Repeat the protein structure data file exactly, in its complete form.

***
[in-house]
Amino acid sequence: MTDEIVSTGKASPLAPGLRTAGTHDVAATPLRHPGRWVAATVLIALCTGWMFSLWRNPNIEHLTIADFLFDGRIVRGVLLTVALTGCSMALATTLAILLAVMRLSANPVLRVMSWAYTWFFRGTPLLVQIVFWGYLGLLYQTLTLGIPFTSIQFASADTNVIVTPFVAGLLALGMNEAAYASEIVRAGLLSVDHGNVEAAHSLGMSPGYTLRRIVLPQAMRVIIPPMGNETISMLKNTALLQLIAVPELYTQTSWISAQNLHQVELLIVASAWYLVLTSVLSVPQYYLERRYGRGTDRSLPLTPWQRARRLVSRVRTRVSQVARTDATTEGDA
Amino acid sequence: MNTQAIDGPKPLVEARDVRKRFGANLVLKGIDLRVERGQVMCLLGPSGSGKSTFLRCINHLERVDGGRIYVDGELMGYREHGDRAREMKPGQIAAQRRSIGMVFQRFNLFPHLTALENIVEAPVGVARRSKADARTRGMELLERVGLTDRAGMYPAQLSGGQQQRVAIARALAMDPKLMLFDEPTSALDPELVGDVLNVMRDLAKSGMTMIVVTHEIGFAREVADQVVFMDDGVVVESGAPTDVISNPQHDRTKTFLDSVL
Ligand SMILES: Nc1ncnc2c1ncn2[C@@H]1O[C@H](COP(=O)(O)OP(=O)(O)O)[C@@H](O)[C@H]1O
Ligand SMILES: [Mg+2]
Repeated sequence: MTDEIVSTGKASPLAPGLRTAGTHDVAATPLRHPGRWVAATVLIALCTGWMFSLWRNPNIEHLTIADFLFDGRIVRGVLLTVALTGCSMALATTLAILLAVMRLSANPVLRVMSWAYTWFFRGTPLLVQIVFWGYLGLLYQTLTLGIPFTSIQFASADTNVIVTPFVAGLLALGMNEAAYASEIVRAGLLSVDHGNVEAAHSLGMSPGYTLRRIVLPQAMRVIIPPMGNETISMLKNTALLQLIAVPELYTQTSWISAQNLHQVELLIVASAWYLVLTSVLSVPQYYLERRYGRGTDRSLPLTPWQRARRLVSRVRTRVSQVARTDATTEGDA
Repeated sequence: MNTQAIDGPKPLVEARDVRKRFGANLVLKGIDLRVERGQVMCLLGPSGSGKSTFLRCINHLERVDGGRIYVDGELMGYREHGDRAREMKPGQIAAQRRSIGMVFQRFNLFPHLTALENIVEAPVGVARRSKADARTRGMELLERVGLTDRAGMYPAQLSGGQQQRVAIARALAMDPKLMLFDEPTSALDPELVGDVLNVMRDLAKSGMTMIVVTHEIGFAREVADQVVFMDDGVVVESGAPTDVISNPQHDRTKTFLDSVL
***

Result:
[in-house]
Amino acid sequence: MTDEIVSTGKASPLAPGLRTAGTHDVAATPLRHPGRWVAATVLIALCTGWMFSLWRNPNIEHLTIADFLFDGRIVRGVLLTVALTGCSMALATTLAILLAVMRLSANPVLRVMSWAYTWFFRGTPLLVQIVFWGYLGLLYQTLTLGIPFTSIQFASADTNVIVTPFVAGLLALGMNEAAYASEIVRAGLLSVDHGNVEAAHSLGMSPGYTLRRIVLPQAMRVIIPPMGNETISMLKNTALLQLIAVPELYTQTSWISAQNLHQVELLIVASAWYLVLTSVLSVPQYYLERRYGRGTDRSLPLTPWQRARRLVSRVRTRVSQVARTDATTEGDA
Amino acid sequence: MNTQAIDGPKPLVEARDVRKRFGANLVLKGIDLRVERGQVMCLLGPSGSGKSTFLRCINHLERVDGGRIYVDGELMGYREHGDRAREMKPGQIAAQRRSIGMVFQRFNLFPHLTALENIVEAPVGVARRSKADARTRGMELLERVGLTDRAGMYPAQLSGGQQQRVAIARALAMDPKLMLFDEPTSALDPELVGDVLNVMRDLAKSGMTMIVVTHEIGFAREVADQVVFMDDGVVVESGAPTDVISNPQHDRTKTFLDSVL
Ligand SMILES: Nc1ncnc2c1ncn2[C@@H]1O[C@H](COP(=O)(O)OP(=O)(O)O)[C@@H](O)[C@H]1O
Ligand SMILES: [Mg+2]
Repeated sequence: MTDEIVSTGKASPLAPGLRTAGTHDVAATPLRHPGRWVAATVLIALCTGWMFSLWRNPNIEHLTIADFLFDGRIVRGVLLTVALTGCSMALATTLAILLAVMRLSANPVLRVMSWAYTWFFRGTPLLVQIVFWGYLGLLYQTLTLGIPFTSIQFASADTNVIVTPFVAGLLALGMNEAAYASEIVRAGLLSVDHGNVEAAHSLGMSPGYTLRRIVLPQAMRVIIPPMGNETISMLKNTALLQLIAVPELYTQTSWISAQNLHQVELLIVASAWYLVLTSVLSVPQYYLERRYGRGTDRSLPLTPWQRARRLVSRVRTRVSQVARTDATTEGDA
Repeated sequence: MNTQAIDGPKPLVEARDVRKRFGANLVLKGIDLRVERGQVMCLLGPSGSGKSTFLRCINHLERVDGGRIYVDGELMGYREHGDRAREMKPGQIAAQRRSIGMVFQRFNLFPHLTALENIVEAPVGVARRSKADARTRGMELLERVGLTDRAGMYPAQLSGGQQQRVAIARALAMDPKLMLFDEPTSALDPELVGDVLNVMRDLAKSGMTMIVVTHEIGFAREVADQVVFMDDGVVVESGAPTDVISNPQHDRTKTFLDSVL